Steven Spielberg’s Jurassic Park arrived in 1993 to an opening-weekend gross of $47 million — massive, for the time. The blockbuster’s theatrical run lasted for over a year and a half, finally wrapping up in October 1994 with a worldwide total of $912 million (or $1.6 billion in 2020 dollars). A 2013 3D re-release added another $118 million to the number. And even today, 27 years later, Spielberg’s creature feature continues to add a few bucks to the milestone figure: Last weekend, Jurassic Park made $517,000 in theaters, becoming the biggest movie in North America yet again.
The circumstances are the fodder of a Michael Crichton novel: After the initial outbreak of the novel coronavirus, and the subsequent lockdown measures designed to prevent further spread of COVID-19, movie theaters became one of hundreds of types of businesses forced to cease operations. The urgent decision has been catastrophic for the industry, with AMC Theatres, the largest chain in the U.S., predicting a net loss of between $2.1 billion and $2.4 billion for the first quarter of 2020.
Despite a rise in cases in several states across the country, “reopening” plans are moving forward in America, allowing theater chains to invite audiences back to the movies, albeit with varying guidelines. Cinemark and Regal are currently encouraging, but not requiring, ticket buyers to wear masks; AMC recently took a hard mask-wearing stance after a wave of backlash. Though there were no new releases to draw audiences back to the multiplexes, according to a Comscore report released this week (via Deadline), nearly 1,100 theaters were open for business during the Father’s Day weekend, paving the way for Jurassic Park’s minor resurgence.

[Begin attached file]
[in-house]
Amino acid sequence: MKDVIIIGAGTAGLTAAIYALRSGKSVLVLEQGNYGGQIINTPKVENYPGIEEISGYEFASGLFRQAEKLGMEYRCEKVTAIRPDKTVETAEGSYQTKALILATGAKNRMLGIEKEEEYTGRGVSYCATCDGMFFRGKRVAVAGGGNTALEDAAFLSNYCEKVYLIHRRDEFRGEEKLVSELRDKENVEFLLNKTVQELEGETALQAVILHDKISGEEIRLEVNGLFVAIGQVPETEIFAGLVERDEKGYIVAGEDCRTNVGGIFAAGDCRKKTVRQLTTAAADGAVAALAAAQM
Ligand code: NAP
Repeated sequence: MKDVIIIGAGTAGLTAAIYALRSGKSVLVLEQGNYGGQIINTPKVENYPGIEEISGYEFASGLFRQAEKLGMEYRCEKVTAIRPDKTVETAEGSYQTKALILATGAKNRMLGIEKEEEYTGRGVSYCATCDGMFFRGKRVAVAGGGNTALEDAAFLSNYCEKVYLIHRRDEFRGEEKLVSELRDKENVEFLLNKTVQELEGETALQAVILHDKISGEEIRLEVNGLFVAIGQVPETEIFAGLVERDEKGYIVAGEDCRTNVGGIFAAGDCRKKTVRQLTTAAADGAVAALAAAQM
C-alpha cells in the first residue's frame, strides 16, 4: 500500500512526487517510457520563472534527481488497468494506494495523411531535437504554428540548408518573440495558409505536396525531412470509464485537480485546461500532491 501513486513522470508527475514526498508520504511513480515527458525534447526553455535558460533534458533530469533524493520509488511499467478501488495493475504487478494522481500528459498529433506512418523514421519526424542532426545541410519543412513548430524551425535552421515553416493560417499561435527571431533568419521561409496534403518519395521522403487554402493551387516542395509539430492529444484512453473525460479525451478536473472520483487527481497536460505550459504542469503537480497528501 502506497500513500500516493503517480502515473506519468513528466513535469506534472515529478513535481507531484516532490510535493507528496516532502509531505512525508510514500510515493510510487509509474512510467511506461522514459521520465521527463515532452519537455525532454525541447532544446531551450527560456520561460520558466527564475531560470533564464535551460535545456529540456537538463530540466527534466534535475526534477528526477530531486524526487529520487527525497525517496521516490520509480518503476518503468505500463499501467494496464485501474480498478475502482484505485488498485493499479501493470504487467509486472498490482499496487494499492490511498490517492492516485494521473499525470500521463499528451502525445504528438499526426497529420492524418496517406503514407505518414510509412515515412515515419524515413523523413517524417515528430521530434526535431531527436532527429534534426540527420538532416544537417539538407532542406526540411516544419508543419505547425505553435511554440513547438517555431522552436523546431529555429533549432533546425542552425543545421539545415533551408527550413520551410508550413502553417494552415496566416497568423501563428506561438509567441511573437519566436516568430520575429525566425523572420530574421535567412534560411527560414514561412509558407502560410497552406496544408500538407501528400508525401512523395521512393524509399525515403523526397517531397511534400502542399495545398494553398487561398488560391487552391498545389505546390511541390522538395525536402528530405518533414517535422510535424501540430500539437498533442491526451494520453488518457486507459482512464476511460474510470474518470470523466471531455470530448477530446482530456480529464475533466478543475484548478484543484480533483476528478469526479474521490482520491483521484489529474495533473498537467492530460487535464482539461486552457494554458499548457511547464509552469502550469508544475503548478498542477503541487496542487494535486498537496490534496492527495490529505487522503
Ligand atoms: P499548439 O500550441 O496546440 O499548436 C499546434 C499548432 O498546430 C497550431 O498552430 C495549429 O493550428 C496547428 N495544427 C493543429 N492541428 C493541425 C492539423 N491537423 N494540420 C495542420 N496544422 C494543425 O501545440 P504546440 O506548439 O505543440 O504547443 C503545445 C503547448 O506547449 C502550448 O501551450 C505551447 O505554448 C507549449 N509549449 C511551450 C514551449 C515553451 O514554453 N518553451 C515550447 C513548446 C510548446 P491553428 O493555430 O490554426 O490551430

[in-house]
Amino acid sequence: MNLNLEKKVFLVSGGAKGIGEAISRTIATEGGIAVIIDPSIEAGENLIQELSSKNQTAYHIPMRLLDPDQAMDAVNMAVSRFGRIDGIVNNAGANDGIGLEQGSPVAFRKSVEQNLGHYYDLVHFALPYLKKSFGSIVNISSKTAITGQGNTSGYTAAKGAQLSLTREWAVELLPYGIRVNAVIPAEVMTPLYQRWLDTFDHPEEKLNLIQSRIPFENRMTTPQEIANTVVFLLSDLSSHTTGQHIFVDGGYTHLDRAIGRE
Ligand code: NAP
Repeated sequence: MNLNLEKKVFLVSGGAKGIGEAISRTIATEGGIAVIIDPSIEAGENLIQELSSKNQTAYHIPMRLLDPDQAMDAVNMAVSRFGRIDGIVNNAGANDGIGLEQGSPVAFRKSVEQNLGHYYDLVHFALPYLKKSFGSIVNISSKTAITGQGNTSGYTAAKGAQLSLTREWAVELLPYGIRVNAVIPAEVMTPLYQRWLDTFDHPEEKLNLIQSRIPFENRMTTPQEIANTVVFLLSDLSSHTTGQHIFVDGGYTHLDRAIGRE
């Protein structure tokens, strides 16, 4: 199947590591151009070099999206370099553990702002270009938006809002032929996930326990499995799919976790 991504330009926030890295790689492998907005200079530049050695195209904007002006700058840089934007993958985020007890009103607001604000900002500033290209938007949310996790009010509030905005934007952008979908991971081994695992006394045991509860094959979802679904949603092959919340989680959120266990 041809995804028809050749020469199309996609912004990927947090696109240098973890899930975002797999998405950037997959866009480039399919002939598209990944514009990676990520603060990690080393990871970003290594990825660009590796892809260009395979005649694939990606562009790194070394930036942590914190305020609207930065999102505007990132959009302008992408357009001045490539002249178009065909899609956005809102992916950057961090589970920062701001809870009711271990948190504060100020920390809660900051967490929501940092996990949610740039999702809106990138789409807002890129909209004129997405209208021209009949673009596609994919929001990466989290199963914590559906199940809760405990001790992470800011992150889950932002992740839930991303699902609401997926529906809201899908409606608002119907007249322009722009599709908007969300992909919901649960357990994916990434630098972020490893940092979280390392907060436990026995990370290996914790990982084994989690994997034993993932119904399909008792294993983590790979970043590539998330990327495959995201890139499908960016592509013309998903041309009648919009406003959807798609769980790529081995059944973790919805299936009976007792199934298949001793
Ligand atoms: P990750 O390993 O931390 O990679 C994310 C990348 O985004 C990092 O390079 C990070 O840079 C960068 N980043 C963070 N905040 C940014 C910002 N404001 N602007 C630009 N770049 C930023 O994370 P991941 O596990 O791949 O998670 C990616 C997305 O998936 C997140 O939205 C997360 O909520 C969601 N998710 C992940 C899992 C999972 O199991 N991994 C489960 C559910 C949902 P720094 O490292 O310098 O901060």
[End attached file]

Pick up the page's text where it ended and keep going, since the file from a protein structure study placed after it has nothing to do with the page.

The appetite for big-screen entertainment is an unknown factor, causing studios to re-reschedule tentpoles like Wonder Woman 1984 from August to the fall and bump kid-centric fare like The SpongeBob Movie: Sponge on the Run directly to streaming (in this case, a CBS All Access premiere in 2021). The only movie really hanging on this summer is Christopher Nolan’s Tenet, which Warner Bros. delayed two weeks to July 31 to ride the theoretical reopening wave.
But for now, studios are relying on late winter releases (Sonic the Hedgehog, The Invisible Man) and a handful of classics to fill the gaps. Jurassic Park and Jaws were the No. 1 and No. 2 movies in the country, respectively, with Back to the Future and E.T. sneaking in at the bottom of the top 10. A tiny horror release, Followed, was the highest-grossing new movie of the week, drawing a mere $127,200. As Deadline notes, the individual theater hauls are bleak, with Cinemark multiplexes in Texas reporting just around $1,000 per location.
At this rate, Spielberg may have the biggest box office hold in his career since the summer of 1993. Jurassic Park remained at No. 1 for three weeks that June; under current conditions, the movie could hold that position for the next two months.
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